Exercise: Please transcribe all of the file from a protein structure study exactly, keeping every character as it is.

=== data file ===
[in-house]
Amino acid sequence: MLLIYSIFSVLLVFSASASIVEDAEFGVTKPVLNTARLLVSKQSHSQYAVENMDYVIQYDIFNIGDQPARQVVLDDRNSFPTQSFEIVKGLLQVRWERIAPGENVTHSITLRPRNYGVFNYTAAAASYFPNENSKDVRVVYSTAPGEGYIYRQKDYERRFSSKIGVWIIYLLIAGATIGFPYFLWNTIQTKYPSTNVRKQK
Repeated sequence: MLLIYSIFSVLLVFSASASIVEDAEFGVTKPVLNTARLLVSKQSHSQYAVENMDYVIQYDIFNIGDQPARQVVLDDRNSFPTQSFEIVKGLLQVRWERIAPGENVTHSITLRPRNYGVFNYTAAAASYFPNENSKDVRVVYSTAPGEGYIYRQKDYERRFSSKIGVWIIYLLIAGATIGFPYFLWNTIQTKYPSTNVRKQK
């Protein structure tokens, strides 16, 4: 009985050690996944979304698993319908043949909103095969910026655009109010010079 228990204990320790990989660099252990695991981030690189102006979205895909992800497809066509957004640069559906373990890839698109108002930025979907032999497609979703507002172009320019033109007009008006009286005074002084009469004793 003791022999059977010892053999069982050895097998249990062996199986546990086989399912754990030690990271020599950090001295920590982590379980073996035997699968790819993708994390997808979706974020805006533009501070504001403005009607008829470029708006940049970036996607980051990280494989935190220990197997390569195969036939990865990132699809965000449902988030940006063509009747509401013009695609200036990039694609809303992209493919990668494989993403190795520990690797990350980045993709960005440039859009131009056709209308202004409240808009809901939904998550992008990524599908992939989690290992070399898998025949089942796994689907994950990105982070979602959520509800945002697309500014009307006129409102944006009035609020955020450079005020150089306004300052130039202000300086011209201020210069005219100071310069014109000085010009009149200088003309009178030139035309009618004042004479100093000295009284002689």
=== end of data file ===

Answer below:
[in-house]
Amino acid sequence: MLLIYSIFSVLLVFSASASIVEDAEFGVTKPVLNTARLLVSKQSHSQYAVENMDYVIQYDIFNIGDQPARQVVLDDRNSFPTQSFEIVKGLLQVRWERIAPGENVTHSITLRPRNYGVFNYTAAAASYFPNENSKDVRVVYSTAPGEGYIYRQKDYERRFSSKIGVWIIYLLIAGATIGFPYFLWNTIQTKYPSTNVRKQK
Repeated sequence: MLLIYSIFSVLLVFSASASIVEDAEFGVTKPVLNTARLLVSKQSHSQYAVENMDYVIQYDIFNIGDQPARQVVLDDRNSFPTQSFEIVKGLLQVRWERIAPGENVTHSITLRPRNYGVFNYTAAAASYFPNENSKDVRVVYSTAPGEGYIYRQKDYERRFSSKIGVWIIYLLIAGATIGFPYFLWNTIQTKYPSTNVRKQK
């Protein structure tokens, strides 16, 4: 009985050690996944979304698993319908043949909103095969910026655009109010010079 228990204990320790990989660099252990695991981030690189102006979205895909992800497809066509957004640069559906373990890839698109108002930025979907032999497609979703507002172009320019033109007009008006009286005074002084009469004793 003791022999059977010892053999069982050895097998249990062996199986546990086989399912754990030690990271020599950090001295920590982590379980073996035997699968790819993708994390997808979706974020805006533009501070504001403005009607008829470029708006940049970036996607980051990280494989935190220990197997390569195969036939990865990132699809965000449902988030940006063509009747509401013009695609200036990039694609809303992209493919990668494989993403190795520990690797990350980045993709960005440039859009131009056709209308202004409240808009809901939904998550992008990524599908992939989690290992070399898998025949089942796994689907994950990105982070979602959520509800945002697309500014009307006129409102944006009035609020955020450079005020150089306004300052130039202000300086011209201020210069005219100071310069014109000085010009009149200088003309009178030139035309009618004042004479100093000295009284002689």